The neurophysiological effects of a single session of spinal joint mobilization: does the effect last?


Journal Article

Studies detailing the neurophysiological effects of spinal manual therapy have fueled a paradigm shift away from a strict biomechanical model. However, a recent systematic review of the temporal nature of a single session of spinal thrust manipulation found that the neurophysiological effects were only temporary. The objective of this review was to examine the temporal nature of neurophysiological effects after one session of spinal mobilization. Studies eligible for this review had to report on the temporal component of the neurophysiological effects of a single session of joint mobilization of the spine in human subjects. In order to be sure that the temporal nature of these effects was captured, the studies had to monitor neurophysiological effects for a time beyond the immediate post-treatment period. This systematic review followed the methodology for preferred reporting items for systematic reviews and meta-analyses. In order to assess the quality, strength, and importance of the included studies, the grading of recommendations assessment, development and evaluation system was used. Results of this review showed that the neurophysiological effects of a single session of spinal mobilization are mostly 5 minutes or less. An exception to these findings is hypoalgesia which may last up to 24 hours, based on one study. Continued research on small samples of healthy subjects with irrelevant immediate outcomes like salivary rate, skin conductance, and skin temperature should give way to randomized controlled trials on subjects with pain and decreased function.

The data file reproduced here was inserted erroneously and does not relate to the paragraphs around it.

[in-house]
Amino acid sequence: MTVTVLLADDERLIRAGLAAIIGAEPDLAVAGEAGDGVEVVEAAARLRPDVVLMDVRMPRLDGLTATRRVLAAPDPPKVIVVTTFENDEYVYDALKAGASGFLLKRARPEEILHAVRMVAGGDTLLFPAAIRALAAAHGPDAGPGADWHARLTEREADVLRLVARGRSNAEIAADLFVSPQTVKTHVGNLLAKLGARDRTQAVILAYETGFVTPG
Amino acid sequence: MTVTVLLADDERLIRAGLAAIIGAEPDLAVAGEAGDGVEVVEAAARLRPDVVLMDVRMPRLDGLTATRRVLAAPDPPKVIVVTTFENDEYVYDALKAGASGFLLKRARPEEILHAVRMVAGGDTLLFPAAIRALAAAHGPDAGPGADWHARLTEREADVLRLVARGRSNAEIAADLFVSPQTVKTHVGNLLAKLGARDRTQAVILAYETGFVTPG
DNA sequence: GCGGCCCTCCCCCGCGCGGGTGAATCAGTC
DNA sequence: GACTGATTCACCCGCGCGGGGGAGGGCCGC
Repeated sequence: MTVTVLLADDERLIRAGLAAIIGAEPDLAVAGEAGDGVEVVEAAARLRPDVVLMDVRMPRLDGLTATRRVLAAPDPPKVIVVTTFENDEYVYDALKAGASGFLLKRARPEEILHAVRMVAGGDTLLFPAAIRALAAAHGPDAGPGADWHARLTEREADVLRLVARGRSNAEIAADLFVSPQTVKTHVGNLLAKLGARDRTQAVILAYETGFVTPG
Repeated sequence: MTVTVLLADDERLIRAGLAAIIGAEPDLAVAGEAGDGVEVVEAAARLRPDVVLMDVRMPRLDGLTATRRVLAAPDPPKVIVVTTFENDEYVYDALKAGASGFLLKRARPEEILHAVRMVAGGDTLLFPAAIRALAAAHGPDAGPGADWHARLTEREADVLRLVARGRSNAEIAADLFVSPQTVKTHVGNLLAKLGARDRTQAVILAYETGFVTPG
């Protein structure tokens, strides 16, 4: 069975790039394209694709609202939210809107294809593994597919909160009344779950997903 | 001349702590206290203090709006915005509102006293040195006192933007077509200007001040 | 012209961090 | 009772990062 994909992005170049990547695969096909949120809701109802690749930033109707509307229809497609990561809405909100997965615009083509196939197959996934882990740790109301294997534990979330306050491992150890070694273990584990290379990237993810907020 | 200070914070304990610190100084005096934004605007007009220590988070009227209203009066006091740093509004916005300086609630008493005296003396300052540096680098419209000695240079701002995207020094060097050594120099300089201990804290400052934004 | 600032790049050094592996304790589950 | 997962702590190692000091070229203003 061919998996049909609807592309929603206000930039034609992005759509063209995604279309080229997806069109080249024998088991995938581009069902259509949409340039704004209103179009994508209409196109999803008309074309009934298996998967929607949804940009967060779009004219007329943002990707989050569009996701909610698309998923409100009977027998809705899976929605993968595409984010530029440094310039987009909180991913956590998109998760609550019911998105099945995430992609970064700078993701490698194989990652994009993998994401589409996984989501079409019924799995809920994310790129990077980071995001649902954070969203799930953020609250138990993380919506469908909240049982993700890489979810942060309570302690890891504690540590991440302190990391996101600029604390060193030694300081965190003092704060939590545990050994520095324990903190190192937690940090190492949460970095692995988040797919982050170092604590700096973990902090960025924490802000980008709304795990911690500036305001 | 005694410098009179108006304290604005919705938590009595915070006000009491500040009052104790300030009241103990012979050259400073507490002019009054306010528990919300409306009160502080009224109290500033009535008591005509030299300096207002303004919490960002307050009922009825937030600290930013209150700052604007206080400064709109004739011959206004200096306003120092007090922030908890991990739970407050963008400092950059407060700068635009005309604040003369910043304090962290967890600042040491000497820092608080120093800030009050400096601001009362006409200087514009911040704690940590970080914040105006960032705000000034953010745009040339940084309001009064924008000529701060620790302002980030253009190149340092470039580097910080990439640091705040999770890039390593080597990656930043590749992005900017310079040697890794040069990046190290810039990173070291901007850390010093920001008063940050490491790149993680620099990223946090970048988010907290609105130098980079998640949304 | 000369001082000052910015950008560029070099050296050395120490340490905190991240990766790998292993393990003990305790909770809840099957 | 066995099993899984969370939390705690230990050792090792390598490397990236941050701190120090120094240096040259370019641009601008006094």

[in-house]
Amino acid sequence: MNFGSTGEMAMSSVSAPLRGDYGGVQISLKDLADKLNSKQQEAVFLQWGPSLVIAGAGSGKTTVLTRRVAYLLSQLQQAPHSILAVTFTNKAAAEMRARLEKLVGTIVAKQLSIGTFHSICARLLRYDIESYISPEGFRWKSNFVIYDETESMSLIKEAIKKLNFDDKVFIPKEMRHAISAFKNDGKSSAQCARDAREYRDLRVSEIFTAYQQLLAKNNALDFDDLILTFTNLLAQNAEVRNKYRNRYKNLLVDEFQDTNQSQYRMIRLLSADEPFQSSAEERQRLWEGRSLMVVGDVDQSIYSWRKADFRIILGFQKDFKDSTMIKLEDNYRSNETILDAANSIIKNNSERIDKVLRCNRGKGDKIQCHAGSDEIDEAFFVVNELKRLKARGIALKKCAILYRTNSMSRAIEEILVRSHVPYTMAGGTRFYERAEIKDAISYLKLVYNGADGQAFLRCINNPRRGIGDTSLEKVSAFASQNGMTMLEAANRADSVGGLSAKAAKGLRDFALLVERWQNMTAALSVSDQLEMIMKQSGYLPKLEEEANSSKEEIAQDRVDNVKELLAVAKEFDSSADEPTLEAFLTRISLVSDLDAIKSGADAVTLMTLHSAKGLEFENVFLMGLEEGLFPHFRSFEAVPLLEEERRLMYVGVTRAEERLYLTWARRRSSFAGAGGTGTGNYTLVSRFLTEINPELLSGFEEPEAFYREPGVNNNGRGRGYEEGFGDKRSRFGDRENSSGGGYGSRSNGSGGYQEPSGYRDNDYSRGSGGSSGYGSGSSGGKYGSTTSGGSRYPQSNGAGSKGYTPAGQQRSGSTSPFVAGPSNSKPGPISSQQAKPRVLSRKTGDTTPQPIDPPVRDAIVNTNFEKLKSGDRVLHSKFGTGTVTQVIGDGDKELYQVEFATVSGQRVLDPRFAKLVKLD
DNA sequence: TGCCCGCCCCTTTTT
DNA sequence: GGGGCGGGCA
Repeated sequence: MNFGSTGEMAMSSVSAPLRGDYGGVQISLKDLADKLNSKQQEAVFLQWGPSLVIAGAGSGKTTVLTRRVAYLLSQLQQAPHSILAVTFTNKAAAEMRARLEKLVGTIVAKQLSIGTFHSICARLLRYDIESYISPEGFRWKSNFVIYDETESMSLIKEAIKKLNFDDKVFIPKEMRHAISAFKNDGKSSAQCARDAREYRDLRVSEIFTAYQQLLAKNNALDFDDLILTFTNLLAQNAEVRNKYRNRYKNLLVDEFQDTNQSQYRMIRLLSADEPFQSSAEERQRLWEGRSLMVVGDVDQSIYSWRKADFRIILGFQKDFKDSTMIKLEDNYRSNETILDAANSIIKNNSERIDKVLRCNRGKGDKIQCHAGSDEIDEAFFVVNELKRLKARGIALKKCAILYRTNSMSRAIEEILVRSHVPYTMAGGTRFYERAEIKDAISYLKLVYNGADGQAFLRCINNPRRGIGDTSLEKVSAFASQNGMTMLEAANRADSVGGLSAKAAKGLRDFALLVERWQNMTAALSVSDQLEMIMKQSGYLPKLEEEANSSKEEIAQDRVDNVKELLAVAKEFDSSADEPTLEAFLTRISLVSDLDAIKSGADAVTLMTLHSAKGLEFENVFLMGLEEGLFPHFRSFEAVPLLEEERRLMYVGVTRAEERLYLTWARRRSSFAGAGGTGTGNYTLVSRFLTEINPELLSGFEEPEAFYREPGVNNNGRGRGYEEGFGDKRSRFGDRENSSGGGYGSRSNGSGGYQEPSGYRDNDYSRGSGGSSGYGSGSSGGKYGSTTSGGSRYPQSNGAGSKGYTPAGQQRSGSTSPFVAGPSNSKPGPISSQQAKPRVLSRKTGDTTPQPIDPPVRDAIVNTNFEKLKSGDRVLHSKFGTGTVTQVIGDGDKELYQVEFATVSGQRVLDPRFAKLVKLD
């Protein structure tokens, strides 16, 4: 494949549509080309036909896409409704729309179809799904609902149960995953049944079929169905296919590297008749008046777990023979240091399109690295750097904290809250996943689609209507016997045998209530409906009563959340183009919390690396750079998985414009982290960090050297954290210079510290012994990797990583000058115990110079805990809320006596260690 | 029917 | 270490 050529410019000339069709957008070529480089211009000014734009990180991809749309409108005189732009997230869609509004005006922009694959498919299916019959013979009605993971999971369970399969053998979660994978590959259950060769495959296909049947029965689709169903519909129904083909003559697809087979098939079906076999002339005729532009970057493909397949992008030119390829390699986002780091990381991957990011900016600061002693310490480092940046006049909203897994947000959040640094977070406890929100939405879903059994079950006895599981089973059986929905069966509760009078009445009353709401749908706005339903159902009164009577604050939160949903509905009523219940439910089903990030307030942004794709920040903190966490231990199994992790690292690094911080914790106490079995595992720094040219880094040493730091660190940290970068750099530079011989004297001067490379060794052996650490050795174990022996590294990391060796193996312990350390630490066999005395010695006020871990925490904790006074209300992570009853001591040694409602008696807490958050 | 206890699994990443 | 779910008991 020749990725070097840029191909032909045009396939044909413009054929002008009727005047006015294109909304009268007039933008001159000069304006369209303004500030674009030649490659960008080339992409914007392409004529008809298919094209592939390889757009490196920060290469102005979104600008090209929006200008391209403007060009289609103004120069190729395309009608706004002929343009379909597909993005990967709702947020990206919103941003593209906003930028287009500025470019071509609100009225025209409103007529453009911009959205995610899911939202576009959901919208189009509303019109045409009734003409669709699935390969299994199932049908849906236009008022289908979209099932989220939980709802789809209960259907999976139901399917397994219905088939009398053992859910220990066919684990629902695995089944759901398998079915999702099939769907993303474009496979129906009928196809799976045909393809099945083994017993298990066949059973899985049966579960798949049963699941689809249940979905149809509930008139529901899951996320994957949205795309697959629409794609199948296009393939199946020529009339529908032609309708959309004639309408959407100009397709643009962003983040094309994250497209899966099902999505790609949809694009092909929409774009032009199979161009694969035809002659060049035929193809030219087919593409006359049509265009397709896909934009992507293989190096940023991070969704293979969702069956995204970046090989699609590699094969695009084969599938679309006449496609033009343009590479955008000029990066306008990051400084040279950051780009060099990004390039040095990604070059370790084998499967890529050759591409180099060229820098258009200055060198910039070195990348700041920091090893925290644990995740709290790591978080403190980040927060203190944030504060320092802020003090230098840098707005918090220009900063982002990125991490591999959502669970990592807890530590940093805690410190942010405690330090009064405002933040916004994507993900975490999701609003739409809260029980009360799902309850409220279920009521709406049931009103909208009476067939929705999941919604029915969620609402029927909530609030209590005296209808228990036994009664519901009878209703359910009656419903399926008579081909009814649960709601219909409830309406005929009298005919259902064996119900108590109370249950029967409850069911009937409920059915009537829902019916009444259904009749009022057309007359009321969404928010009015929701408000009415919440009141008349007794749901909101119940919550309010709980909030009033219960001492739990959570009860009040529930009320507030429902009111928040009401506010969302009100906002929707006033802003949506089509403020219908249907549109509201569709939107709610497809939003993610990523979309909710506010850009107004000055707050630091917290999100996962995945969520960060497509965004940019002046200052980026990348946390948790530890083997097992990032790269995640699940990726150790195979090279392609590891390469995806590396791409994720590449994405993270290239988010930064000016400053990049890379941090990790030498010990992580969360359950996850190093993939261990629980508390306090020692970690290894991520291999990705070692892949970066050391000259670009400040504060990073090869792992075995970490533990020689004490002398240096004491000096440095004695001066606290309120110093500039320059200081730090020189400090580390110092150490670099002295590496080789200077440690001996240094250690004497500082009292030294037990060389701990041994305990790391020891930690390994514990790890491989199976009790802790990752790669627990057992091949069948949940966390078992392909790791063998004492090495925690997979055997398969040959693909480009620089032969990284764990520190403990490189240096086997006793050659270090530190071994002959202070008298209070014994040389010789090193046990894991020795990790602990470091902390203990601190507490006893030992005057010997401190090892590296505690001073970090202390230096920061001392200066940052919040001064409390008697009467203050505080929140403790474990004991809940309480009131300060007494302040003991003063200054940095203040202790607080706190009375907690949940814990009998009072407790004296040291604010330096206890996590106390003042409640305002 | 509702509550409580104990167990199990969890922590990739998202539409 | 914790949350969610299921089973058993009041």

Full Text

Duke Authors

Cited Authors

  • Hegedus, EJ; Goode, A; Butler, RJ; Slaven, E

Published Date

  • August 2011

Published In

Volume / Issue

  • 19 / 3

Start / End Page

  • 143 - 151

PubMed ID

  • 22851877

Pubmed Central ID

  • 22851877

Electronic International Standard Serial Number (EISSN)

  • 2042-6186

Digital Object Identifier (DOI)

  • 10.1179/2042618611Y.0000000003


  • eng

Conference Location

  • England